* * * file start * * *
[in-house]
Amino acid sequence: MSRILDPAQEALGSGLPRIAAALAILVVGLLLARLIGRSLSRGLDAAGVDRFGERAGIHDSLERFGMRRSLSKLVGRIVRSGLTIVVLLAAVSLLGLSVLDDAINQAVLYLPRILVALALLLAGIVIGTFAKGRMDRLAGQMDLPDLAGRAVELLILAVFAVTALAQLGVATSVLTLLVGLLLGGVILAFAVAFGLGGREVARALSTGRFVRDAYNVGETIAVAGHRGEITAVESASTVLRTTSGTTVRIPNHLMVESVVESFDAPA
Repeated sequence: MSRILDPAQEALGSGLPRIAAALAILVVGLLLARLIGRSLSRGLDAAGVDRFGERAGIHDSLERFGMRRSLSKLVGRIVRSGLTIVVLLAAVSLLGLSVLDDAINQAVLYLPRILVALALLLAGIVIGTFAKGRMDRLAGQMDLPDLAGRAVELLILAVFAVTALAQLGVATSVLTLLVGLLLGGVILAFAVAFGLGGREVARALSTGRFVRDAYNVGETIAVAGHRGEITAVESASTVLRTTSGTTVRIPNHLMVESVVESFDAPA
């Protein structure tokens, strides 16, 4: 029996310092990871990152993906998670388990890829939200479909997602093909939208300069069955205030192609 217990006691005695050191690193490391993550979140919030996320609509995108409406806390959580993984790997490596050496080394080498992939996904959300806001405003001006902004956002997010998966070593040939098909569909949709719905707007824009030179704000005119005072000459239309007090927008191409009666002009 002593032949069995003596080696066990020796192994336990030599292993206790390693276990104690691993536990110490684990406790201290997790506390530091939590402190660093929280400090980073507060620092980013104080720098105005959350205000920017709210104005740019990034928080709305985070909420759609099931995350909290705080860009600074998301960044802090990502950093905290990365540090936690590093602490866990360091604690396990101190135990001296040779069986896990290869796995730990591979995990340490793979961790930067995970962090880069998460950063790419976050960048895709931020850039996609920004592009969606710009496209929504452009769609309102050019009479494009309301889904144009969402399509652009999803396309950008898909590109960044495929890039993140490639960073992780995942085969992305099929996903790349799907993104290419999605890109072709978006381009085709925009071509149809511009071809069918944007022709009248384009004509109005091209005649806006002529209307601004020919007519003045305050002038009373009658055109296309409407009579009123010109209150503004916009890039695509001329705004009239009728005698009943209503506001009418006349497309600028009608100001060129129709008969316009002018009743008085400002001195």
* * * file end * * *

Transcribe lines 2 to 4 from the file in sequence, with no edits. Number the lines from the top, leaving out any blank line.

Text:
Amino acid sequence: MSRILDPAQEALGSGLPRIAAALAILVVGLLLARLIGRSLSRGLDAAGVDRFGERAGIHDSLERFGMRRSLSKLVGRIVRSGLTIVVLLAAVSLLGLSVLDDAINQAVLYLPRILVALALLLAGIVIGTFAKGRMDRLAGQMDLPDLAGRAVELLILAVFAVTALAQLGVATSVLTLLVGLLLGGVILAFAVAFGLGGREVARALSTGRFVRDAYNVGETIAVAGHRGEITAVESASTVLRTTSGTTVRIPNHLMVESVVESFDAPA
Repeated sequence: MSRILDPAQEALGSGLPRIAAALAILVVGLLLARLIGRSLSRGLDAAGVDRFGERAGIHDSLERFGMRRSLSKLVGRIVRSGLTIVVLLAAVSLLGLSVLDDAINQAVLYLPRILVALALLLAGIVIGTFAKGRMDRLAGQMDLPDLAGRAVELLILAVFAVTALAQLGVATSVLTLLVGLLLGGVILAFAVAFGLGGREVARALSTGRFVRDAYNVGETIAVAGHRGEITAVESASTVLRTTSGTTVRIPNHLMVESVVESFDAPA
């Protein structure tokens, strides 16, 4: 029996310092990871990152993906998670388990890829939200479909997602093909939208300069069955205030192609 217990006691005695050191690193490391993550979140919030996320609509995108409406806390959580993984790997490596050496080394080498992939996904959300806001405003001006902004956002997010998966070593040939098909569909949709719905707007824009030179704000005119005072000459239309007090927008191409009666002009 002593032949069995003596080696066990020796192994336990030599292993206790390693276990104690691993536990110490684990406790201290997790506390530091939590402190660093929280400090980073507060620092980013104080720098105005959350205000920017709210104005740019990034928080709305985070909420759609099931995350909290705080860009600074998301960044802090990502950093905290990365540090936690590093602490866990360091604690396990101190135990001296040779069986896990290869796995730990591979995990340490793979961790930067995970962090880069998460950063790419976050960048895709931020850039996609920004592009969606710009496209929504452009769609309102050019009479494009309301889904144009969402399509652009999803396309950008898909590109960044495929890039993140490639960073992780995942085969992305099929996903790349799907993104290419999605890109072709978006381009085709925009071509149809511009071809069918944007022709009248384009004509109005091209005649806006002529209307601004020919007519003045305050002038009373009658055109296309409407009579009123010109209150503004916009890039695509001329705004009239009728005698009943209503506001009418006349497309600028009608100001060129129709008969316009002018009743008085400002001195």